Is the Individual Mandate Constitutional?
“Instead of bringing a knife to a gun fight, liberals brought a copy of the Harvard Law Review to a Tea Party rally,” writes Adam Serwer at The American Prospect. By any means, conservatives intend to repeal, replace (with what who knows?), render unconstitutional, and unequivocally kill health care reform. Repeal votes in the House and Senate failed but regurgitated all the invasion of “freedom” and “liberty,” the-sky-is-falling rhetoric from last year. And last week, a federal judge ruled the Affordable Care Act unconstitutional. Even after passage the health care reform law is essentially dominating the discourse.
Serwer’s point is that the debate we are having over health care reform in Congress and in the courts is political. OK, sure we knew that already. But it has been more intensely political and partisan than most Democrats were prepared for.
Judge Roger Vinson, appointed to the federal bench by Ronald Reagan in 1983, found the individual mandate to violate the Commerce Clause in the Constitution because it regulates economic inactivity.
Vinson reasons that:
The threshold question that must be addressed is whether activity is required before Congress can exercise its power under the Commerce Clause (Vinson finds that it is)… As the previous analysis of the defendants’ Commerce Clause argument reveals, the individual mandate is neither within the letter nor the spirit of the Constitution. To uphold that provision via application of the Necessary and Proper Clause would authorize Congress to reach and regulate far beyond the currently established “outer limits” of the Commerce Clause and effectively remove all limits on federal power.
The seventy-eight page decision [PDF] reads like a Tea Party manifesto, a conservative treatise on the virtues of limited government and ills of congressional overreach. Concluding that the individual mandate is indispensable to the integrity of the entire law or “inseverable”, Vinson throws out the baby with the bath water.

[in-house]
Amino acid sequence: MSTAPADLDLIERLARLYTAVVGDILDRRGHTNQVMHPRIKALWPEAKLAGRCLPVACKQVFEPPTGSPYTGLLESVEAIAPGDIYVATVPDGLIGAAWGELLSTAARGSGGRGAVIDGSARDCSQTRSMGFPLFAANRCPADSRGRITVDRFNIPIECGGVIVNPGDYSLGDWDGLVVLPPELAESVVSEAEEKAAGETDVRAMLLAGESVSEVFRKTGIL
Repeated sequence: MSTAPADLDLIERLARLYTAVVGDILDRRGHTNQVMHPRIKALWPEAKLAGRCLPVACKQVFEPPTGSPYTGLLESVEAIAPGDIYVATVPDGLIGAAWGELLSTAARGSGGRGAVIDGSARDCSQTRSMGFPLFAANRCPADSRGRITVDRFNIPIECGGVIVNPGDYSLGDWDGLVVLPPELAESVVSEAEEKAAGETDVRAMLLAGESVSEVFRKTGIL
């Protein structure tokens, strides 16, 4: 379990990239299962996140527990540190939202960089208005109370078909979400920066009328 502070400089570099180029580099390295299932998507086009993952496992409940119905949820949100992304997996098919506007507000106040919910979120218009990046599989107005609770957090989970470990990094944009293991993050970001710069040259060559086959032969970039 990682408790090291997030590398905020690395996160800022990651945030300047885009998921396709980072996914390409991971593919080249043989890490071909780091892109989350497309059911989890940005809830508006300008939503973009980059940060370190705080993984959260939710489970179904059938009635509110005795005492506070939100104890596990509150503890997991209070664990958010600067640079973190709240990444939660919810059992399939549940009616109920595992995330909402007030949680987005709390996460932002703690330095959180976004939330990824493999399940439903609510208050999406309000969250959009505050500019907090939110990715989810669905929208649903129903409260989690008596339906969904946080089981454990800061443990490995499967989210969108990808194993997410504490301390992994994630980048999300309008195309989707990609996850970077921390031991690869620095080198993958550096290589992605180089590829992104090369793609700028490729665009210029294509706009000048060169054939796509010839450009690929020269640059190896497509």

So, is the individual mandate constitutional? Charles Fried, solicitor general under Ronald Reagan recently testified at a Senate Judiciary committee hearing that it is. "I am quite sure that the health care mandate is constitutional,” said Fried. To be fair, Fried doesn’t think it’s good policy, but constitutionally sound, yes.
Indeed the individual mandate has its genesis on the right. Ezra Klein interviews ‘Father of the Mandate’ Republican Mark Pauly: “We did it because we were concerned about the specter of single payer insurance, which isn't market-oriented, and we didn't think was a good idea. One feature was the individual mandate.”
As to the constitutionality of the mandate, Pauly says: “I don’t remember that being raised at all. The way it was viewed by the Congressional Budget Office in 1994 was, effectively, as a tax. You either paid the tax and got insurance that way or went and got it another way. So I've been surprised at that argument.” The reality is that uninsured individuals have an enormous impact on the insurance market.
Constitutionality isn’t really the right question at all. Granted, it’s likely that this issue will make its way to the Supreme Court. But health care reform has become politicized in such a way that in the conservative mind it crystalizes big overbearing liberty depriving government. Instead of a sensible effort animated by ideas from the left and the right to achieve universal coverage.
Klein gets it right when he writes, “Whatever the legal argument about the individual mandate is about, it's not, as some of its detractors would have it, a question of liberty.”
It wasn’t until Democrats adopted the individual mandate did it become unconstitutional. And once again, Democrats have an opportunity to defend the law on principle. They can do that by citing the most popular provisions, certainly, but also by arguing a philosophical rationale for governance. I know, I know, complaining about what government can’t do polls well these days. But if universal health care reform is to stand, the public and both political parties (and the judiciary) will have to accept an active role for government.
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